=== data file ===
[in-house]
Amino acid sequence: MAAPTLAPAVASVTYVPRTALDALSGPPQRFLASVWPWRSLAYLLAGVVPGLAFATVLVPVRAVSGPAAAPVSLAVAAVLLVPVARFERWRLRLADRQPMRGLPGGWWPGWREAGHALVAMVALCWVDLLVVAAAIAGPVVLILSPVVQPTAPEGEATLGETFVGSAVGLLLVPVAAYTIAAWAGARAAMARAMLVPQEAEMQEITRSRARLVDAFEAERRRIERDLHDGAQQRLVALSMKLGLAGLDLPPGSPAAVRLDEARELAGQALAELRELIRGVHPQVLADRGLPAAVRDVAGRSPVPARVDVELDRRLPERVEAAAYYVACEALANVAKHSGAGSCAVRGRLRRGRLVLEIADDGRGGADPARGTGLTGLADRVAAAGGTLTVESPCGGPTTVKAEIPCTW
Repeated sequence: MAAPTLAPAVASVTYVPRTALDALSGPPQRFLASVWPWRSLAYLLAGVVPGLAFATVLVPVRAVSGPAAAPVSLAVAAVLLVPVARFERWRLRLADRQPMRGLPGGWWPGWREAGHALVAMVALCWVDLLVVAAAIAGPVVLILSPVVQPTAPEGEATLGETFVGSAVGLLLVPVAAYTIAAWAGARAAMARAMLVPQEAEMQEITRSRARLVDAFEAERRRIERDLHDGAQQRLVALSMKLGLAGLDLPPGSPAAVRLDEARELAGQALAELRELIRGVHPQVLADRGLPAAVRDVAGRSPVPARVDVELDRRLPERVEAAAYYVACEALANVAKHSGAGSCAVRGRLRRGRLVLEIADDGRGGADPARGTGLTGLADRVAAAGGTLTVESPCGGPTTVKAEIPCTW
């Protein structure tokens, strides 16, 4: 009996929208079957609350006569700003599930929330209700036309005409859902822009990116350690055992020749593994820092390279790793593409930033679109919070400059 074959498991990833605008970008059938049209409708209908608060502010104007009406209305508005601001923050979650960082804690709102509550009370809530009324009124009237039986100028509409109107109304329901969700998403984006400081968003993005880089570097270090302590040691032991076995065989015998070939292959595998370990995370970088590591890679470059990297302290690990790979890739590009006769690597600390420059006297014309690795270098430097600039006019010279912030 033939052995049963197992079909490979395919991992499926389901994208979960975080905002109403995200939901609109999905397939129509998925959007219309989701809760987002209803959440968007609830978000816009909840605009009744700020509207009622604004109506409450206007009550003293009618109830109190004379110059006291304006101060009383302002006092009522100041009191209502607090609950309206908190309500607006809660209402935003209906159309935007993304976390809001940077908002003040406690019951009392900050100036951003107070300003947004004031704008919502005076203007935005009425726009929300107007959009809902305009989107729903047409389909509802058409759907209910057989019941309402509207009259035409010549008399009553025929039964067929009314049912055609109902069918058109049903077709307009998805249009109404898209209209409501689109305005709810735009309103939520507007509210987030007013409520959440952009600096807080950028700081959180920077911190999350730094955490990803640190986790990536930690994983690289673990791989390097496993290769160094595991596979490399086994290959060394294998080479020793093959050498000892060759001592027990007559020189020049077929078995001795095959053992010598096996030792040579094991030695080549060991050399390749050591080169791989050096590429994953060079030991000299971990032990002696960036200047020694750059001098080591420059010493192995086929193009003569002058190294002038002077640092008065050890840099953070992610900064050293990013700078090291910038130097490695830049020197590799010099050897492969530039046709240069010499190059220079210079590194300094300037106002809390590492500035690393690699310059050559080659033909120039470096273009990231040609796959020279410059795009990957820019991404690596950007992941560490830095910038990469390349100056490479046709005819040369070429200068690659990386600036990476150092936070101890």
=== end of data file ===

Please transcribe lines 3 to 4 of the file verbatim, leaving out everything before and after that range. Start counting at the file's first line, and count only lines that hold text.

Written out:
Repeated sequence: MAAPTLAPAVASVTYVPRTALDALSGPPQRFLASVWPWRSLAYLLAGVVPGLAFATVLVPVRAVSGPAAAPVSLAVAAVLLVPVARFERWRLRLADRQPMRGLPGGWWPGWREAGHALVAMVALCWVDLLVVAAAIAGPVVLILSPVVQPTAPEGEATLGETFVGSAVGLLLVPVAAYTIAAWAGARAAMARAMLVPQEAEMQEITRSRARLVDAFEAERRRIERDLHDGAQQRLVALSMKLGLAGLDLPPGSPAAVRLDEARELAGQALAELRELIRGVHPQVLADRGLPAAVRDVAGRSPVPARVDVELDRRLPERVEAAAYYVACEALANVAKHSGAGSCAVRGRLRRGRLVLEIADDGRGGADPARGTGLTGLADRVAAAGGTLTVESPCGGPTTVKAEIPCTW
């Protein structure tokens, strides 16, 4: 009996929208079957609350006569700003599930929330209700036309005409859902822009990116350690055992020749593994820092390279790793593409930033679109919070400059 074959498991990833605008970008059938049209409708209908608060502010104007009406209305508005601001923050979650960082804690709102509550009370809530009324009124009237039986100028509409109107109304329901969700998403984006400081968003993005880089570097270090302590040691032991076995065989015998070939292959595998370990995370970088590591890679470059990297302290690990790979890739590009006769690597600390420059006297014309690795270098430097600039006019010279912030 033939052995049963197992079909490979395919991992499926389901994208979960975080905002109403995200939901609109999905397939129509998925959007219309989701809760987002209803959440968007609830978000816009909840605009009744700020509207009622604004109506409450206007009550003293009618109830109190004379110059006291304006101060009383302002006092009522100041009191209502607090609950309206908190309500607006809660209402935003209906159309935007993304976390809001940077908002003040406690019951009392900050100036951003107070300003947004004031704008919502005076203007935005009425726009929300107007959009809902305009989107729903047409389909509802058409759907209910057989019941309402509207009259035409010549008399009553025929039964067929009314049912055609109902069918058109049903077709307009998805249009109404898209209209409501689109305005709810735009309103939520507007509210987030007013409520959440952009600096807080950028700081959180920077911190999350730094955490990803640190986790990536930690994983690289673990791989390097496993290769160094595991596979490399086994290959060394294998080479020793093959050498000892060759001592027990007559020189020049077929078995001795095959053992010598096996030792040579094991030695080549060991050399390749050591080169791989050096590429994953060079030991000299971990032990002696960036200047020694750059001098080591420059010493192995086929193009003569002058190294002038002077640092008065050890840099953070992610900064050293990013700078090291910038130097490695830049020197590799010099050897492969530039046709240069010499190059220079210079590194300094300037106002809390590492500035690393690699310059050559080659033909120039470096273009990231040609796959020279410059795009990957820019991404690596950007992941560490830095910038990469390349100056490479046709005819040369070429200068690659990386600036990476150092936070101890």